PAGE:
Silvermine accident

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jeff
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Silvermine accident

Postby jeff » Mon Jun 04, 2007 10:02 am

Hi

heard the sad news this morning, does anyone know the details of what happened. Below is the piece I saw on a news website.

Rock climber dies after fall at Silvermine 6/4/2007 8:41:29 AM

A 23-year-old rock climber has died after falling five metres onto a ledge at Silvermine.

The man from Durbanville was sport climbing with two friends yesterday without any ropes when he was hit by a falling boulder.

Wilderness Search and Rescue's Kevin Tromp says the body was airlifted from the ledge.

Drifter
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Postby Drifter » Mon Jun 04, 2007 10:13 am

I wasn't there but this is what I read in the paper.

\"A Boulder struck a 23 year old rock climber on the head at Silvermine causing him to fall five meters on to a ledge from where his body was retrieved late yesterday evening\"

unixcrab
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Postby unixcrab » Mon Jun 04, 2007 10:21 am

Hi,

I was there. Me and a mate got there first and tried CPR but he was gone before we even reached him. It was a freak accident really and he was not sport climbing, he was bouldering. A large rock came loose, he fell and he took a direct hit on the head. The first doctor on the scene said it would have been quick and painless. A very sad incident because that area is very safe for hiking around and I doubt whether we'll hear about something like this again.

cheers,
Simon

Guy
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Postby Guy » Mon Jun 04, 2007 11:18 am

Whoa Simon

This is really tragic. Where exactly did this happen? Was he actually bouldering or scrambling?

My sympathies to his family and friends.

Sincerely

Guy
There's no point being pessimistic, because it probably won't work

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fridge
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Postby fridge » Mon Jun 04, 2007 11:32 am

Yet a nother sad day in the history of climbing

all partys involved have my condolences


o from the looks of ot the articvle is in the cape times 2day can anyone get ahold of it for us vaalies

Guy
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Postby Guy » Mon Jun 04, 2007 11:36 am

Here is the article from the Cape Times:


A boulder struck a 23-year-old rock climber on the head at Silvermine causing him to fall five metres on to a ledge from where his body was retrieved late yesterday evening.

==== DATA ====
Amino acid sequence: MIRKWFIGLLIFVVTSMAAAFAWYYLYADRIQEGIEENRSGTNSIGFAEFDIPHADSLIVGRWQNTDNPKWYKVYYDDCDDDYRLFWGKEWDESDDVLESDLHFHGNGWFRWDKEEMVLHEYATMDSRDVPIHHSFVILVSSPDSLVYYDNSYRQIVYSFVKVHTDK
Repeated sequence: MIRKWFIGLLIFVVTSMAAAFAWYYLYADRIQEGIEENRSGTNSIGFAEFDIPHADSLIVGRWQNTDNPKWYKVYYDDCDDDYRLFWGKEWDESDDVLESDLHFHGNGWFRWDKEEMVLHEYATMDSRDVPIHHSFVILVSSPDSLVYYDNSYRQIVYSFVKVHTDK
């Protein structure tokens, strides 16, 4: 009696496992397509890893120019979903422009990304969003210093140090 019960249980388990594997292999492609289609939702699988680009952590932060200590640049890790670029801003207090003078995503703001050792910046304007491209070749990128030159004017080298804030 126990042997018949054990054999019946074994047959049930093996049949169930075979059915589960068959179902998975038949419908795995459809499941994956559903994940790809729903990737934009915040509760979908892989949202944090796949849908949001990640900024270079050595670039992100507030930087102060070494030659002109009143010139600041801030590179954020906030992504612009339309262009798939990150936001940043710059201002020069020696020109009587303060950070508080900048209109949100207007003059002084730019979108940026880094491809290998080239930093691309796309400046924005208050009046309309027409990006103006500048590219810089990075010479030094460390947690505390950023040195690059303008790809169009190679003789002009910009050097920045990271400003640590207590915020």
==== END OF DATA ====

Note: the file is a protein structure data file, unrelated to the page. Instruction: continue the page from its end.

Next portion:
His body was airlifted from a ledge at the lower Silvermine crag below the resevoir overlooking Tokai.

He was climbing with two friends who called the rescue services when he fell.

The man is from Sonstraal Heights in Durbanville, but his name was not released.

'When the doctor arrived it was too late'
Wilderness Search and Rescue spokesperson Kevin Tromp said rescue services were called out shortly after 4pm.

\"He was doing rock-climbing where they don't use ropes,\" Tromp said.

The Red Cross helicopter was busy with another rescue and a helicopter from the SA Police Service airwing was asked to assist.

Tromp said the police helicopter took a doctor from Red Cross AMS (Air Mercy Service) to the ledge, but the climber was already dead.

\"When the doctor arrived it was too late.

\"A Red Cross AMS helicopter was sent with a stretcher and a rescuer to airlift the body off the ledge.

\"We have to say thanks to the police for a getting a doctor there so quickly,\" he said.

Table Mountain National Park spokesperson Phumeza Mgxashe said the man suffered head injuries from the falling rock.


This article was originally published on page 1 of Cape Times on June 04, 2007
There's no point being pessimistic, because it probably won't work

Dav
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Postby Dav » Mon Jun 04, 2007 12:47 pm

Hard to believe that this happened... even harder to accept that this happened.

My thoughts and prayers go out to his family and loved ones.

Guy
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Postby Guy » Mon Jun 04, 2007 12:58 pm

Evidently he was bouldering on the ridge above the Silvermine crags.

When we were in the states in 2001, we bouldered at the Priest Draw outside Flagstaff, Arizona. A few years earlier, the main developer of the area was killed when he pulled a rock on top of himself in a very similar incident. The local climbers put a plaque on the specific rock in memory of the bloke. How about doing the same thing here to remind people of the person who died and to remind everyone to keep safe.

What do people think of this idea?
There's no point being pessimistic, because it probably won't work

Nikki
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Postby Nikki » Mon Jun 04, 2007 1:35 pm

This is very sad. This young man's family must be devastated. If anyone knows them, or the friends who were there, please pass on the condolences of the climbing community. Let us all know how we give them our support.

JonoJ
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Postby JonoJ » Mon Jun 04, 2007 2:12 pm

Very sad indeed!

My condolences, and prayers go out to him and his family!

God (or whoever you had thought of in your final moment) has got you on belay now dude, climb free, climb high, climb eternally.

Stu
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Postby Stu » Mon Jun 04, 2007 4:34 pm

I agree with Guy, let's put up some kind of plaque
I know the entire climbing community takes a hit when something like this happens.
Sincere condolences to all his family and friends.

Stewart

unixcrab
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Postby unixcrab » Tue Jun 05, 2007 9:14 am

I don't mind trying to arrange a plaque, unless someone else has done this before and knows the right people. I imagine the biggest hurlde would be getting permission from Silvermine reserve to put one on the rock. If anybody knows the family and when some respectable mourning period is over, we should approach them with the gesture.

Simon

Dav
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Postby Dav » Tue Jun 05, 2007 11:03 am

Agree, but permission should also be sought from his family.
I'd be willing to donate a little towards the plaque.

guest
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Postby guest » Tue Jun 05, 2007 11:38 am

puhleese!

what good is a plaque going to do? If we had to put a plaque up for every death in the hills we'd eventually have more of an eyesore than bolting the dam thing would cause. I'm not against showing respect for someone who has passed, but for those who didn't know him, really, who cares? I'm sorry this sounds harsh, but life is life. We all live, we all die. Get over it.